The Original Heresy: Homesickness, Civilization, and Transcendental Religion (part 1)

The Great Homesickness

“You, the great homesickness I could never shake off …”

— Rilke

I have a confession to make. It’s something I don’t talk about much, especially in the company of other Pagans. For a long time, I did not feel at home here … I mean … on this earth. For much of my life, I had this feeling that my real home was elsewhere.

Don’t worry. I’m not going to start talking about aliens. What I’m talking about is a feeling of disconnection, a feeling that my real life was waiting for me somewhere else. I don’t think this feeling is uncommon, though it’s perhaps not so common to talk about it openly.

In fact, I think it’s very common to feel pulled in two directions: toward the here-and-now and toward … somewhere else. There is something in us which calls us to reach for the stars, to strive, to stretch, to go beyond—to, in the words of poet Galway Kinnell, ”come up against the ends of the earth, and climb over.” And there is also something in us which calls us back to earth, to plant our feet, to sink our roots into the ground.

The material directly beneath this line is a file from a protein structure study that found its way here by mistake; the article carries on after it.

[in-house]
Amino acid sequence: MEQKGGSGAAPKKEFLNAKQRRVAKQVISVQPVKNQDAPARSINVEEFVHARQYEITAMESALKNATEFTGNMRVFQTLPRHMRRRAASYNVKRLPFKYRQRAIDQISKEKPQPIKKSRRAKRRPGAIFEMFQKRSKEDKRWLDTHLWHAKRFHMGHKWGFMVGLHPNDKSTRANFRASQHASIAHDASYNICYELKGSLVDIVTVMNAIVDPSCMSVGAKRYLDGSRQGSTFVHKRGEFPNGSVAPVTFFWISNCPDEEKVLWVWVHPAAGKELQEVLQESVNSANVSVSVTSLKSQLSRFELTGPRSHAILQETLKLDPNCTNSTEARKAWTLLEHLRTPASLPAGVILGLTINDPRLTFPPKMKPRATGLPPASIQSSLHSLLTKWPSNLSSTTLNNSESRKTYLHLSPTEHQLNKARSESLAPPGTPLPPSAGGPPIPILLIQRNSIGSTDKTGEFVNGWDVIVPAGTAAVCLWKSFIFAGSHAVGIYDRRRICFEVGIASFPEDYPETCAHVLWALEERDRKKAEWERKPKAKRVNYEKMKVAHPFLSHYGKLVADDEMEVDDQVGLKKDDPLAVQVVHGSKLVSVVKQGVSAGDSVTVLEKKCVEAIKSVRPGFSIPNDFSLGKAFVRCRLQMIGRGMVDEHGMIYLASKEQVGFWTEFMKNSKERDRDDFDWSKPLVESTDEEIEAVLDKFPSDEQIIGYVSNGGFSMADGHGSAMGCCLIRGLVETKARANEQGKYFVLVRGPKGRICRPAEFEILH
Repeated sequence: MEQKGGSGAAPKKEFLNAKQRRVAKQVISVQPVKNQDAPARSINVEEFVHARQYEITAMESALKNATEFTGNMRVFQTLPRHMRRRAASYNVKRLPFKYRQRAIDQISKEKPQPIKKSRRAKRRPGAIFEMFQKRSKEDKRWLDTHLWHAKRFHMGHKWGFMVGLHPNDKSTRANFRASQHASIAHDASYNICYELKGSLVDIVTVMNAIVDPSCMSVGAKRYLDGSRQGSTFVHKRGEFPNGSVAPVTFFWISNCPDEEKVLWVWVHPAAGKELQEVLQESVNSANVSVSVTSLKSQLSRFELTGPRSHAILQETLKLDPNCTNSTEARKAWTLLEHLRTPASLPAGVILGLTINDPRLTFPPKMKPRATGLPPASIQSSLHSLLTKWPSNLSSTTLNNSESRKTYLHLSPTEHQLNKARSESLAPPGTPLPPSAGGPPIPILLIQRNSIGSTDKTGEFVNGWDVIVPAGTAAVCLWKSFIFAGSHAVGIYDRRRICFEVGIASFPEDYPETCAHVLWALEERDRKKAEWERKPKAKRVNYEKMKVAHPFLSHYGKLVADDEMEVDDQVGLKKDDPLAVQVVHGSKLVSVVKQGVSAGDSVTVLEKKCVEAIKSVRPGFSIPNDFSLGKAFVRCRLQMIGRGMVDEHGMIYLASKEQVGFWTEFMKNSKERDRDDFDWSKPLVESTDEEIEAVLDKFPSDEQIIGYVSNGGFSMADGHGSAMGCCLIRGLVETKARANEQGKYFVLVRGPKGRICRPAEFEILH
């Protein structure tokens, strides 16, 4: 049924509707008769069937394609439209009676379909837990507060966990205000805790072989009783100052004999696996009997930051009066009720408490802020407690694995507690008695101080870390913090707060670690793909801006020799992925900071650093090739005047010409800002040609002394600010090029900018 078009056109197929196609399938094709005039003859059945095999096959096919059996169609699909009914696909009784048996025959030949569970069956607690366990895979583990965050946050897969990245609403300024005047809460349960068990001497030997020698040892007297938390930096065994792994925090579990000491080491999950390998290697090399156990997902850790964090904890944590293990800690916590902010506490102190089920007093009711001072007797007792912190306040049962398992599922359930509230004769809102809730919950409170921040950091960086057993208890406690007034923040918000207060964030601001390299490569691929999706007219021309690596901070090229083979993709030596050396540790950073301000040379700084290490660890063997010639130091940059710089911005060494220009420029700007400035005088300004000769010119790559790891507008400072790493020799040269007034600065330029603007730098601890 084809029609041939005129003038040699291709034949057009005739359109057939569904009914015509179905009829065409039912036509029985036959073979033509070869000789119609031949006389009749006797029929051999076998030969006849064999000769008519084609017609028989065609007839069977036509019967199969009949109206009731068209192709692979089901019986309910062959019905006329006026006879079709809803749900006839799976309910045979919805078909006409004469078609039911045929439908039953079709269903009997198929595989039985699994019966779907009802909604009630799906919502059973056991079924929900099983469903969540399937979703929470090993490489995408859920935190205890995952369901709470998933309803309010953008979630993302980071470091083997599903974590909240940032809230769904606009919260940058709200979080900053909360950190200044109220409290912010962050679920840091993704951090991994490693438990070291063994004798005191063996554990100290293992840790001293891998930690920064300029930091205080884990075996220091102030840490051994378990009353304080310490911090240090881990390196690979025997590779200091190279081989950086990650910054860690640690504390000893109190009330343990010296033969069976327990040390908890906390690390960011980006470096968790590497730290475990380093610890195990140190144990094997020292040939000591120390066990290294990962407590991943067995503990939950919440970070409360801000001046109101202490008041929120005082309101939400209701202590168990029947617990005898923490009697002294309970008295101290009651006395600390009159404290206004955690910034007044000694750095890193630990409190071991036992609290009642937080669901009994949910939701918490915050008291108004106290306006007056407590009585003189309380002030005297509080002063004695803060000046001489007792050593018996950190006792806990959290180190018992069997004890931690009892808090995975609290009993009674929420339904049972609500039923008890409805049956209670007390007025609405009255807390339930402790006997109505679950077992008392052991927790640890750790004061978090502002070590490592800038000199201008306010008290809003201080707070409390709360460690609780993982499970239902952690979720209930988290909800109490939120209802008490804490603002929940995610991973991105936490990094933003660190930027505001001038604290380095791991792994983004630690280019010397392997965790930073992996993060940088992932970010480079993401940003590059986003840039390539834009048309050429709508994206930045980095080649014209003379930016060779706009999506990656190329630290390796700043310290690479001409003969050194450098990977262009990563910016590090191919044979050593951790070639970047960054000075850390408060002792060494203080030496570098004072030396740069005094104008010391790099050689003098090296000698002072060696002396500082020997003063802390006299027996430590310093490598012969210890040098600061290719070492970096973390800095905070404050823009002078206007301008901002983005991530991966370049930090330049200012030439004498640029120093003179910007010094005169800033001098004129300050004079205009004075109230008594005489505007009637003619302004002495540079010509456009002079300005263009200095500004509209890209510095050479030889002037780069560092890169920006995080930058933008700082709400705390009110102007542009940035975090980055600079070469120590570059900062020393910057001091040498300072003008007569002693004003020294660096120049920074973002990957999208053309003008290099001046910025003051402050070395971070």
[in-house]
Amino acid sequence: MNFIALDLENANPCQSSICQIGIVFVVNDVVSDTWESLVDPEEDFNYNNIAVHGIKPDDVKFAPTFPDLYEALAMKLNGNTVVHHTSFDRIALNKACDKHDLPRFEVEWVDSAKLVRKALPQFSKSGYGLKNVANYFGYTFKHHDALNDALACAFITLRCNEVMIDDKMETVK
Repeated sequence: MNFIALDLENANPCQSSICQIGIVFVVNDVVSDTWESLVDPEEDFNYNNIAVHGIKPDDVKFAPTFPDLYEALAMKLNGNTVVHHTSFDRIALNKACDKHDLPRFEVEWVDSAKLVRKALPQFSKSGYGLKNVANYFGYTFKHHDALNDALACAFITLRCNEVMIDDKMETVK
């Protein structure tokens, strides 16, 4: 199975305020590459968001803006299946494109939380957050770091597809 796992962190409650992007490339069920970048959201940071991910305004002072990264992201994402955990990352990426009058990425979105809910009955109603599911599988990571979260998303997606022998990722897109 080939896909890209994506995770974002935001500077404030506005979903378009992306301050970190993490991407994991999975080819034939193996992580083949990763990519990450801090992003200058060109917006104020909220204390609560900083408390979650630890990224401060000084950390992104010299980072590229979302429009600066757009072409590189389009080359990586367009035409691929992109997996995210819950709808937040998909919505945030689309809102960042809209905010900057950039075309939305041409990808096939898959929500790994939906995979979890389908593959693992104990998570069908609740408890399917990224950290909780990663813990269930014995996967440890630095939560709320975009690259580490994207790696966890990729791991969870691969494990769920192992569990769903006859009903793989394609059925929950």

And I suspect this dynamic has shaped a lot of human history.

READ THE REST OF THE ESSAY HERE.

Published by John Halstead

John Halstead is the author of *Another End of the World is Possible*, in which he explores what it would really mean for our relationship with the natural world if we were to admit that we are doomed. John is a native of the southern Laurentian bioregion and lives in Northwest Indiana, near Chicago. He is a co-founder of 350 Indiana-Calumet, which worked to organize resistance to the fossil fuel industry in the Region. John was the principal facilitator of “A Pagan Community Statement on the Environment.” He strives to live up to the challenge posed by the Statement through his writing and activism. John has written for numerous online platforms, including Patheos, Huffington Post, PrayWithYourFeet.org, and Gods & Radicals. He is Editor-at-Large of HumanisticPaganism.com. John also facilitates climate grief support groups climate grief support groups affiliated with the Good Grief Network.

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